Sylvia Dodd, music teacher and Pratt Library volunteer, dies

Sylvia Betts Dodd, a retired Baltimore County public schools music teacher and advocate for the Enoch Pratt Free Library, died of heart disease Oct. 15 at the Keswick Multi-Care Center. The Reservoir Hill resident was 91.

Born in Frederica, Del., in a 1740 family home and raised in New Jersey, she was the daughter of Herbert J. Dodd, a government employee, and his wife, Jeannette Betts, the head of Rhinebeck Country School.

She was a 1945 graduate of East Orange High School.

A neighbor, Lisa B. Williams, said Ms. Dodd had a goal of becoming a physician. She moved to Washington and attended the George Washington University.

“After a year, she changed her mind, wanting to expand her childhood-developed interest in music,” said Ms. Williams, director of Baltimore City Medical Society. “Her mother and grandmother played the violin, and mandolin and piano.”

Ms. Dodd moved to Baltimore and enrolled at the Peabody Conservatory of Music. She obtained a teaching certificate in piano in May 1951 and continued what would become a lifelong involvement with the Peabody.

As a student she was president of Phi Gamma, a chapter of Mu Phi Epsilon, the International Professional Music Sorority. After her graduation she was charter president of the sorority’s Alumna Chapter. Ms. Dodd was also recording secretary of the Peabody Women’s Board and, for many years, was a member of the Alumni Association Executive Board.

“Aunt Sylvia was elegant and meticulous and loved the color purple,” said her niece, Kathleen Wichmann Gaertner of Peacham, Vt. “She wore her hair perfectly. Nothing was out of place. She was also thoughtful.”

Friends said she attended Peabody graduations and reunions until recent years. She was also a benefactor to the school and established a memorial fund for it.

She taught music in the Baltimore County public schools from 1951 to 2000. She also gave private piano instruction to students.

“Many of her students kept in touch long after their instruction, and sent her birthday and holiday greetings,” said Ms. Williams. “They expressed their gratitude for her teaching, and encouragement of an appreciation of music.”

Ms. Dodd was a volunteer with the Enoch Pratt Free Library, where she also established a memorial fund. Ms. Williams said Ms. Dodd was meticulous in organizing documents relating to the library’s governance and leadership. She was a longstanding member and a past president of the Friends of the Pratt.

“The Pratt honored her for her over 40 years of dedicated service,” Ms. Williams said.

She also received the Johns Hopkins Alumni Association’s Heritage Award “for exceptional devotion” to the music school, now known as the Peabody Institute of the Johns Hopkins University.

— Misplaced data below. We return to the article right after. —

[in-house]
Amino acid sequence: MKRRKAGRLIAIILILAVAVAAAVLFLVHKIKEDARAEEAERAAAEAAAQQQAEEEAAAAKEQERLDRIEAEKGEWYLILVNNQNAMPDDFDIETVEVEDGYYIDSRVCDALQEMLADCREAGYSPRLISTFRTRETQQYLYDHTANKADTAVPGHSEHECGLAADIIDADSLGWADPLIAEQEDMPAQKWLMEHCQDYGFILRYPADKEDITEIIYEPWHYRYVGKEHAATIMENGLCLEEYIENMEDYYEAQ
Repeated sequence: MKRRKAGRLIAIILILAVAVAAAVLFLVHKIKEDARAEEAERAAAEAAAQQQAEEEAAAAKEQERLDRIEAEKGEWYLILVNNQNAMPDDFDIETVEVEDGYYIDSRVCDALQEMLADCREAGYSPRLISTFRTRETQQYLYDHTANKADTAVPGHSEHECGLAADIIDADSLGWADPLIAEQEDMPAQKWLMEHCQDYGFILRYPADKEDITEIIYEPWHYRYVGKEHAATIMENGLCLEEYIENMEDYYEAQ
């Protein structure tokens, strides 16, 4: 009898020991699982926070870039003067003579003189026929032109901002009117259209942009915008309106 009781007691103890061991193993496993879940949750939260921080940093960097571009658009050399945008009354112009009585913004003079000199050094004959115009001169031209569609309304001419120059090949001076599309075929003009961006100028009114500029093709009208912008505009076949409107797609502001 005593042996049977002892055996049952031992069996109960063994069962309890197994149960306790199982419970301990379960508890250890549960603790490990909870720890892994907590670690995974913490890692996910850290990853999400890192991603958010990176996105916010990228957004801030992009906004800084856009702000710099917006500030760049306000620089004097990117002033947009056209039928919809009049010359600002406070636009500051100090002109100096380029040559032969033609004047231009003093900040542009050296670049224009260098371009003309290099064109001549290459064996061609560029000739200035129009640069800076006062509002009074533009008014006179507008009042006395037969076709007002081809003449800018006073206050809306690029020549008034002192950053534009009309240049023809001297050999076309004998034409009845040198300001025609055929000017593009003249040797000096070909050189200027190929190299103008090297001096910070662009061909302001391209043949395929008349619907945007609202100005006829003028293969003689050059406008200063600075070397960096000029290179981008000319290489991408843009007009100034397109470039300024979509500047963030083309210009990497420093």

She served on the executive board of the Baltimore City Tenants Association and had memberships in the Daughters of the American Revolution and Citizens for Maryland Libraries. She volunteered as a docent an the annual Designers Show House for the Baltimore Symphony Associates.

“Sylvia was a lover of the arts and, in her early years, she was known for exquisite parties and elaborate multi-course dinners she served her guests,” said Ms. Williams. “At these events, music was a course of its own — guests played and sang.”

Ms. Dodd was a 40-year member of the Johns Hopkins Club. Friends said it was one of her favorite places to dine.

She was a patron of the Baltimore Symphony Orchestra, Baltimore Opera Company and the Vagabond Players.

Ms. Dodd and her longtime friend, Ella LaClaire Bunke, who died in 2016, were residents of Temple Gardens, an apartment house that overlooks Druid Hill Park.

John Waters, the noted film director and author, said Ms. Dodd was his immediate neighbor for 17 years.

“My parties in those days could get wild and raucous and Sylvia and LaClaire never objected,” said Mr. Waters. “In fact, she came to all my parties. She was the first to arrive and the first to leave.”

Mr. Waters also said, “I have pictures of her posed with Divine,” the actor who was born Harris Glenn Milstead, who died in 1988.

“She was a music teacher — and I bet she was really strict,” Mr. Waters added.

Ms. Dodd was a collector. Friends said she had displays of hand bells, bookmarks, music boxes and antique jewelry. She was also a photographer.

A memorial service will be at 2:30 p.m. Saturday at Barratt’s Chapel, 6362 Bay Road in Frederica, Del. A remembrance will be held from 2 p.m. to 4 p.m. Nov. 11 at the Johns Hopkins Club on the Homewood Campus, 3400 N. Charles St.

In addition to her niece, survivors include another niece, Sylvia Dodd of Bear, Del.; and two nephews, Lance Dodd of Burtonsville and Bruce Dodd of Frederick; and great nieces and nephews.

jacques.kelly@baltsun.com

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